Rwandans have poked holes in the enforcement of restrictions meant to control the pandemic spread citing exploitation by night patrol security personnel commonly known as " Irondo" and members of the District Administration Security Support Organ (DASSO) to amass bribes and abuse power.
While guidelines stipulate standard fines and penalties for violating respective preventive measures, Rwanda Today established the enforcement varied by Districts, and this left loopholes exploited by individuals to take bribes and harass those flouting the rules.
It has emerged, for instance, that except in routine crackdowns spearheaded by the Police where the rules are followed, patrol teams instituted by grassroots administrative levels to enforce nightly curfews and other preventive measures subject people to paying bribes to escape arrests, or paying hefty fines and embarrassment associated with parading by the Police.
This is largely because the local officials and community patrol teams have been allowed to make arrests of those flouting the rules, who are rounded up and handed over to the Police.
“Bribing is taking place before those arrested get handed over to a nearest police station or the night patrol vehicle which transport violators to stadiums. You will only end up being handed over to the Police if you have no money to pay a bribe. They harass you into paying something to get released,” said Faustin Bakundukize, a resident of Rutagara village of outskirt Nyarugenge District.
Ndayisenga, not real name, who is a resident of Muhima had left home to meet a friend at Nyabugogo where they shared a beer at a local bar disguising as a restaurant when members of the community patrol team enforcing curfew rounded everyone they found inside.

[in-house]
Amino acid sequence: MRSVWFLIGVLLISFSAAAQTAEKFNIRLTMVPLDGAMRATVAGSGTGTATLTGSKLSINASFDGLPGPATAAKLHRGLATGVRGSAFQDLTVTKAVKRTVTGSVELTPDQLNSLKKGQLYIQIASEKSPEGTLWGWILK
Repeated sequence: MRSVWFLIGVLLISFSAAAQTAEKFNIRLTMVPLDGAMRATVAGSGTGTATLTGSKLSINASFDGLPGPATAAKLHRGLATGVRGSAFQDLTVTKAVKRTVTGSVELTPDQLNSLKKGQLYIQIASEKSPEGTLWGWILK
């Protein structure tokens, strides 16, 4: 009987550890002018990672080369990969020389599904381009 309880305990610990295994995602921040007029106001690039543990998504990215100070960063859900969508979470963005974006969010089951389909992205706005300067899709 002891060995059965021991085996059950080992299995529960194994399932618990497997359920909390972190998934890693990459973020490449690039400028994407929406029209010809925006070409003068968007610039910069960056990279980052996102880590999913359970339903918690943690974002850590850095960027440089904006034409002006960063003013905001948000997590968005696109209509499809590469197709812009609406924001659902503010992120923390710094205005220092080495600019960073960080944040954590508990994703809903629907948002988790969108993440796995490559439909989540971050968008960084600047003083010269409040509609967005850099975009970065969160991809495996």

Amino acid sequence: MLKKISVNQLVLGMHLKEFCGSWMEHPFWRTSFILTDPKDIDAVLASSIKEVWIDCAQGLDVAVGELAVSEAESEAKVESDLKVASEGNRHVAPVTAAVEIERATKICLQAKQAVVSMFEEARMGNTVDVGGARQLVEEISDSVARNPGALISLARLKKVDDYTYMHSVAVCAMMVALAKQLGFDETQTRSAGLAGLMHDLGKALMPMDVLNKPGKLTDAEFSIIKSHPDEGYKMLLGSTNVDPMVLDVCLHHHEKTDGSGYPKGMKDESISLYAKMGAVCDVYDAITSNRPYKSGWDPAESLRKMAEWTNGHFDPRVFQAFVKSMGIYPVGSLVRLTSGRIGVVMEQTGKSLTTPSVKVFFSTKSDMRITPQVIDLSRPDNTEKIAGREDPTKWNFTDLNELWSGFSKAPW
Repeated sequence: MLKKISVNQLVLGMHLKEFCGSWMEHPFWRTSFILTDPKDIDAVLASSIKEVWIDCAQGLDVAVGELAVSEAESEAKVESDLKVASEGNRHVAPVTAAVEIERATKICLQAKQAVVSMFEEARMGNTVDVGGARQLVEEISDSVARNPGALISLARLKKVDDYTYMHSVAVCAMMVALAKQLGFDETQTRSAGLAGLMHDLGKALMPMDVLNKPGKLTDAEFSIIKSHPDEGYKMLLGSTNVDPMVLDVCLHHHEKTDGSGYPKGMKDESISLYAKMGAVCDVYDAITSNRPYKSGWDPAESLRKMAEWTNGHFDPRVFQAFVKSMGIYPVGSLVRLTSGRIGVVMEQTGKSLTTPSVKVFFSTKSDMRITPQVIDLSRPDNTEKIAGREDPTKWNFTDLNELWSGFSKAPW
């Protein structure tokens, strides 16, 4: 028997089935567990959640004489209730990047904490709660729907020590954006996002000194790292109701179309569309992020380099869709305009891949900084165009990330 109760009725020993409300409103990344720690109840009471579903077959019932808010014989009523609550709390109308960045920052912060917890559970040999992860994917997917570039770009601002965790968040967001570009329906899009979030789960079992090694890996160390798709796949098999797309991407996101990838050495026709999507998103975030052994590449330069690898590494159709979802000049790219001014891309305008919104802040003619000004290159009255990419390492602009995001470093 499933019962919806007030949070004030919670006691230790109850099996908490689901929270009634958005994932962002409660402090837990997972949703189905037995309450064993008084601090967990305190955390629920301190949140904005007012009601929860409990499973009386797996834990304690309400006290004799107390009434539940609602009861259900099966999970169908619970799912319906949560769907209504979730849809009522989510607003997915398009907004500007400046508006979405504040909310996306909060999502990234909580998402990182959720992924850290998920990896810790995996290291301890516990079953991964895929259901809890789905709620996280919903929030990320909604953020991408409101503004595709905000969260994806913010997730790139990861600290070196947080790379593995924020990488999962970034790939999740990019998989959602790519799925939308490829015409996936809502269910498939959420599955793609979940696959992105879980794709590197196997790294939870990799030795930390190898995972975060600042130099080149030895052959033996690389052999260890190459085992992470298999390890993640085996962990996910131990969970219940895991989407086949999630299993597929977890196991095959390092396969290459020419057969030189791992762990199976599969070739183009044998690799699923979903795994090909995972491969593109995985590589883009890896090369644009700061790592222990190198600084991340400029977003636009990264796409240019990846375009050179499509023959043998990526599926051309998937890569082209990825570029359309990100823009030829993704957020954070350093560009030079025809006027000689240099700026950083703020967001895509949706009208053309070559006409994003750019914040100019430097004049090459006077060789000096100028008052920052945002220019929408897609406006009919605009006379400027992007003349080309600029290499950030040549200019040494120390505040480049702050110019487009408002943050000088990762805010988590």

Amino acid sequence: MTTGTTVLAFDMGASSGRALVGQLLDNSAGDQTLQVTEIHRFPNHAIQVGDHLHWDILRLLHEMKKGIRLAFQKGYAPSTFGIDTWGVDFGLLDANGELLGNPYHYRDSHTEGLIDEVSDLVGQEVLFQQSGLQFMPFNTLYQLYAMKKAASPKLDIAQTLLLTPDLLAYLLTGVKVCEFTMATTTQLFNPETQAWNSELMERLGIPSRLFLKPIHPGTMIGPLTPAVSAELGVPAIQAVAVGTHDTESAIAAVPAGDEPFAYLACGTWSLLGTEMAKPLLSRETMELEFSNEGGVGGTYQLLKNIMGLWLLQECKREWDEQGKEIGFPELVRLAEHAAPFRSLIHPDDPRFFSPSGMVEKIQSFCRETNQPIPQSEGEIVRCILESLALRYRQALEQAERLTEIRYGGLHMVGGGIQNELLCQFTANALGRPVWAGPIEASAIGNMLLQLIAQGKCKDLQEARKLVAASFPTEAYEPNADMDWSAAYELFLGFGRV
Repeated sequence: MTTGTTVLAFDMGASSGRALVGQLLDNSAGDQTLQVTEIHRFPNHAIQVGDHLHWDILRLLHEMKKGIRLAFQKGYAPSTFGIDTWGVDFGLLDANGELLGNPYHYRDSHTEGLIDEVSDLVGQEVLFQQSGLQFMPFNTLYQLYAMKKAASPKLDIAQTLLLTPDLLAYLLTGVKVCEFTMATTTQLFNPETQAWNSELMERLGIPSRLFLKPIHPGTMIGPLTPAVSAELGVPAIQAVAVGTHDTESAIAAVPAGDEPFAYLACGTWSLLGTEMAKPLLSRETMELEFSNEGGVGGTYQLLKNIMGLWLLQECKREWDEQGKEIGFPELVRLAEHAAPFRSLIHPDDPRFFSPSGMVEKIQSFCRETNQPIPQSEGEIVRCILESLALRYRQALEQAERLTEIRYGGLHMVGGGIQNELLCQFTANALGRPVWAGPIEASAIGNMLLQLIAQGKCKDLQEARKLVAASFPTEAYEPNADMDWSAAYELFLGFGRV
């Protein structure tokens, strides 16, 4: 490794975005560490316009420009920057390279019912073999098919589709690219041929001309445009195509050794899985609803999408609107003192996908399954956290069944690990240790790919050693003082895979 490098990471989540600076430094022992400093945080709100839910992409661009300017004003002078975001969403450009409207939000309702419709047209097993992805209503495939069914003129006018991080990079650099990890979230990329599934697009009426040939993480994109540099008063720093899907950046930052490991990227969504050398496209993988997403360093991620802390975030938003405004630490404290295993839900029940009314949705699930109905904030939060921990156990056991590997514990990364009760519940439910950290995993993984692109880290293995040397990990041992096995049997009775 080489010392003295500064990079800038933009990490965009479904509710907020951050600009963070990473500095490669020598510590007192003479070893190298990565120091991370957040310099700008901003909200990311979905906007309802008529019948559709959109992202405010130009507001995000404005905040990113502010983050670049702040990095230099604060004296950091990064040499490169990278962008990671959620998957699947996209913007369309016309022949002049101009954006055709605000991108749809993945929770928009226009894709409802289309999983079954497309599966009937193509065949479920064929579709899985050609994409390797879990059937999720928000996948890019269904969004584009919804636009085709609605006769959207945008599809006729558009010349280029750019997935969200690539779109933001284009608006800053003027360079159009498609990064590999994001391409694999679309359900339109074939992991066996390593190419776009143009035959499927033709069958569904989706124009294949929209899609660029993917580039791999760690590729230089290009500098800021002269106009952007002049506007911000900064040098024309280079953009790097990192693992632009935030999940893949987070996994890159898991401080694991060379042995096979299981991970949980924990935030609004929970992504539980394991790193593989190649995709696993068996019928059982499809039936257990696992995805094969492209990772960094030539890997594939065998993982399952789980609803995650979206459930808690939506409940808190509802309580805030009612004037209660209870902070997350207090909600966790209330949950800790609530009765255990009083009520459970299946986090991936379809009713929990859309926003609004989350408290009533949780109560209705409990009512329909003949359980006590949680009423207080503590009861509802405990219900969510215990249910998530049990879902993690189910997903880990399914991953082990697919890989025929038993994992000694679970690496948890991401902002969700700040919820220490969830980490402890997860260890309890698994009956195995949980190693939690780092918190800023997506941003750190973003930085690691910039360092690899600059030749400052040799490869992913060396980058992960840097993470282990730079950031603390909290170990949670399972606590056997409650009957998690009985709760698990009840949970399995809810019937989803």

They would later be bundled into a corner as more people caught in other locations for flouting the rules kept coming.
“We knew it was a matter of minutes until the Panda gari (Police car) would come, so they asked those who can pay the fine to do so and go. I called a friend who sent me Rwf10,000 and I was released,” he said.
“Not a single one was given proof of payment for the money and none bothered to ask because all we were going to spend a cold night at the stadium and pay anyway,” he said.
In a separate case, Abraham Musafiri, a resident of Shyorongi Sector of Rulindo was arrested on his way home for wearing the mask below the chin, and he, alongside seven other people were transported to the Sector office and later to the District headquarters where they spent a night prior to being detained at a Tare transit centre where he spent eight days.
While he was arrested several times before for violating the virus preventive rules, it was the first time he was detained.
“This time it was a Police-led crackdown, and even for those who offered to pay fines were not allowed until the end of seven days at the Transit centre and we were given proof for payment,” he told Rwanda Today.
Local officials who spoke to Rwanda Today argue that they had not received any complaints over members of the patrol teams demanding or forcing members of the public to pay bribes, and supervision ensured no such instances took place.
However, similar allegations were documented in the 2020 Rwanda Bribery Index report by Transparency International, which linked local officials and individual police officers to bribery during enforcement of covid-19 preventive measures.
The corruption watchdog indicates the malpractices initially blamed on the lack of clear guidelines on fines.
It is until September that the government enacted penalties and fines for violating Covid-19 protocols.
The fines range from Rwf10,000 in cases found without masks, not respecting required physical distance, or violating the curfew rules while a fine of Rwf150,000 to Rwf300,000 apply to non-compliant businesses.